All of that is a lot to carry on one’s shoulders. Is this why the suicide rate for veterinarians is four to six times that of the general population? It’s a problem, a serious one. Even the Center for Disease Control has taken steps to do more research on this phenomenon. You can find a plethora of articles that speculate about why so many veterinarians are struggling–the journal VMD adds in the problem that so many clients want procedures done for free when their vets simply can’t afford to do so. I’m well familiar with that, having seen clients for 25 years as a way to make my living, and hearing far too often “But I thought you loved animals? If you did you wouldn’t charge us anything.” It’s soul killing, honestly.
And thus… my version of the official Thank Your Veterinarian Day. It turns out that there is a “Veterinarian Appreciation Day” already, June 18th, but the organization that started it won’t let me copy its link into this post so that you can see for yourself. (Alrighty then.)
Here’s what I’m going to do as soon as I click “Publish”. Send flowers to my three primary veterinarians and their clinic staff (who never get the attention they deserve in my opinion). Send $ to a clinic for a clinic to use for a client who can’t afford to pay.
Here’s what I’m hoping you’ll do: Write in with stories and thank you’s and gratitudes about what your vet has done for you. If you are a veterinarian, tell us what else we can do to help you. If you are in a position to, send flowers. Or send a thank you card. Who cares what it is written on–it doesn’t have to cost anything more than a stamp. (Personally, I don’t think email counts, although some of the eCards are more than delightful.) Pick up the phone and call. Send a bit of money for a client who wants to help an animal but can’t afford to. Do a loving kindness meditation for all the vets you know. And if you are slammed right now and overwhelmed, as many of us often are, just take a breath and thank the universe for the veterinary profession.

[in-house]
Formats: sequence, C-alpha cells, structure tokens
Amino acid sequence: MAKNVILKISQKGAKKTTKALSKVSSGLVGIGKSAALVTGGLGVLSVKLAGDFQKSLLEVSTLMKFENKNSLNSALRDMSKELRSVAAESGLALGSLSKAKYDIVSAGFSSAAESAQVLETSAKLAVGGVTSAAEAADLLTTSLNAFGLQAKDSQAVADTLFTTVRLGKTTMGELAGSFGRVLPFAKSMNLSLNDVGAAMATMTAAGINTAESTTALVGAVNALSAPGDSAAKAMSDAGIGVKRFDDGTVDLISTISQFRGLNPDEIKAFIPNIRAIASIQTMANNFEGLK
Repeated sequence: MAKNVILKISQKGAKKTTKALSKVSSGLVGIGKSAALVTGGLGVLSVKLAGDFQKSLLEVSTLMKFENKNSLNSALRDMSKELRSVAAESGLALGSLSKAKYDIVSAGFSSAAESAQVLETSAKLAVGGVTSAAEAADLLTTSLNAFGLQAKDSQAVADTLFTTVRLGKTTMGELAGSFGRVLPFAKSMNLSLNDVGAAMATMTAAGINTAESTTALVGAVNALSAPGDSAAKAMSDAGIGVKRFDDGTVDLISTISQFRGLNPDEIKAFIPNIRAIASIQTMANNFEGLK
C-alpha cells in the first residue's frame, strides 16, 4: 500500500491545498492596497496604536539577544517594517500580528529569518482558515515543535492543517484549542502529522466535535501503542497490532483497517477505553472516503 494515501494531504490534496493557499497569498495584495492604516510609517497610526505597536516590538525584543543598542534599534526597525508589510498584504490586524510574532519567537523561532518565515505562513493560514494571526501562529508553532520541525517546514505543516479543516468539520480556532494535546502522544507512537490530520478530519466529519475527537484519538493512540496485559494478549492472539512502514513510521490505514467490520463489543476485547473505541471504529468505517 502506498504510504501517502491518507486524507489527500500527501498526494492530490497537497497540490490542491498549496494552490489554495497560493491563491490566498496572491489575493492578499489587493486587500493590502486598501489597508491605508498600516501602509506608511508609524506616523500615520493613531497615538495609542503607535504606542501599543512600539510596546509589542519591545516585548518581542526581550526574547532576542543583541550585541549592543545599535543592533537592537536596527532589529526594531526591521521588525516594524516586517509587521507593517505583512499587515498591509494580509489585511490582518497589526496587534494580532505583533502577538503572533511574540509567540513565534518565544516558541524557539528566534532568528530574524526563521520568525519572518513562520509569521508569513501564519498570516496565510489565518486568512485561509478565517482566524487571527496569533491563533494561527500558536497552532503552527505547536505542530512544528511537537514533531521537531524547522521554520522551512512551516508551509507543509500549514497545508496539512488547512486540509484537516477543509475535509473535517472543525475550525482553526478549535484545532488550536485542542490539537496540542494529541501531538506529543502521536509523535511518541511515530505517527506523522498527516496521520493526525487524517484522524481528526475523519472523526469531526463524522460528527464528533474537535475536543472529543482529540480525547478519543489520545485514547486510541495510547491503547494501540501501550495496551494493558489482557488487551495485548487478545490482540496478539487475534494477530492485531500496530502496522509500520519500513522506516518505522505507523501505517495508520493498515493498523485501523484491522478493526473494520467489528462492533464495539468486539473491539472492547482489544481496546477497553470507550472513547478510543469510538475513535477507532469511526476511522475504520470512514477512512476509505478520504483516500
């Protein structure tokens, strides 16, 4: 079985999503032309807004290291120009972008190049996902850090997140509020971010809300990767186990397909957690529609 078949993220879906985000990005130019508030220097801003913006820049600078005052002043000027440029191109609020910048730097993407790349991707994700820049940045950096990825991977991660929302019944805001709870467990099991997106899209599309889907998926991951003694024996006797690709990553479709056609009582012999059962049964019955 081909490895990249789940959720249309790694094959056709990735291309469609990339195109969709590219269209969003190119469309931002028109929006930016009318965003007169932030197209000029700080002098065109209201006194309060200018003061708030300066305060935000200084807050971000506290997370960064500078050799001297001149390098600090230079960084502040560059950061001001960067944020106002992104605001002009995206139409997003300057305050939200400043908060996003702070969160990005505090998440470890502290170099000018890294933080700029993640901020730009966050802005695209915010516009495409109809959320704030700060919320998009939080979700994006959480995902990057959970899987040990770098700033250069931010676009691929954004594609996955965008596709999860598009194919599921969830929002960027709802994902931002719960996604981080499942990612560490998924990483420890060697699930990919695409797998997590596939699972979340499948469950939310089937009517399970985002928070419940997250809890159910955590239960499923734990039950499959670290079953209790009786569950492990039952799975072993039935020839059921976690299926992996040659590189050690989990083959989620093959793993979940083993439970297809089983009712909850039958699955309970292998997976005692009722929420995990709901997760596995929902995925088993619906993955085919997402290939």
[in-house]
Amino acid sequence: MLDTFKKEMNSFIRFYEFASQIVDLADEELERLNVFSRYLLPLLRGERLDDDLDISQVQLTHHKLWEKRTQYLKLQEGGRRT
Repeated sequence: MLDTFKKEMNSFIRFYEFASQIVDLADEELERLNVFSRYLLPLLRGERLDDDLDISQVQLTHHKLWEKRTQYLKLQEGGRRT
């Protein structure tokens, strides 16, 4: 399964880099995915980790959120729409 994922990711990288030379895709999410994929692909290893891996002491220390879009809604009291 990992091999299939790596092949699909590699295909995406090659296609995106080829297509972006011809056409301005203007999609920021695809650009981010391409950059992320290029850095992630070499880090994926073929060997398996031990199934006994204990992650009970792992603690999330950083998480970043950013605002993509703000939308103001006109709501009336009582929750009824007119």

The vets and clinics I want to honor are )(1) Dr. John Dally, and Vet Techs Ruth and Vicki and all at the Spring Green Animal Hospital. (You’ve gotta love that the photo on his website includes me and Tulip. Hey, John, what goes around comes around!). John has been by my side for over twenty years, and I honestly don’t know what I would do without him.
(2) Dr. Carrie Donahue is at Full Circle Vet and specializes in holistic veterinary medicine in Madison, WI. Carrie is the one who came to Veterinary Emergency Service to give Willie acupuncture before and after his surgery. She is helping me with diet and supplements for Willie as a cancer survivor and is a vital addition to the team.
(3) Well, heck, no photo can be found of our sheep vet, Dr. Jeffrey Kunert at the Mt. Horeb Animal Hospital, so I’ve substituted some sheep. But Jim and I couldn’t manage without him helping to take care of our flock. Right now Lady Godiva, my pet ewe and best lamb producer (of course), has a nasty bacterial infection, and right before she lambs too. Dr. Jeff knows sheep as well as anyone and is as good as any vet in the state. Dr. Jeff: Do not retire. Please please please.
MEANWHILE, back on the farm. After the warm glow I hope I’ve left you with in the post above, please forgive my abrupt turn into an all out whinge (Scottish for whine, best word ever) about the weather. Yeah, it often snows in April but it’s not usually 12 freaking degrees outside in the morning with high’s in the twenties. Everyone I know is sick to death of the cold. This weather this winter has been ridiculous–warm in January, then brutally cold, then unseasonably warm, then dangerously icy and cold. It’s as if the weather gods have been flailing their arms around as if drunk. Please someone sober them up.
Okay.. (she said grudgingly), snow can be pretty.
Here’s a tiny iris last week:
Here it is this morning:
Now, I’m off to send some flowers. What a great way to start my week!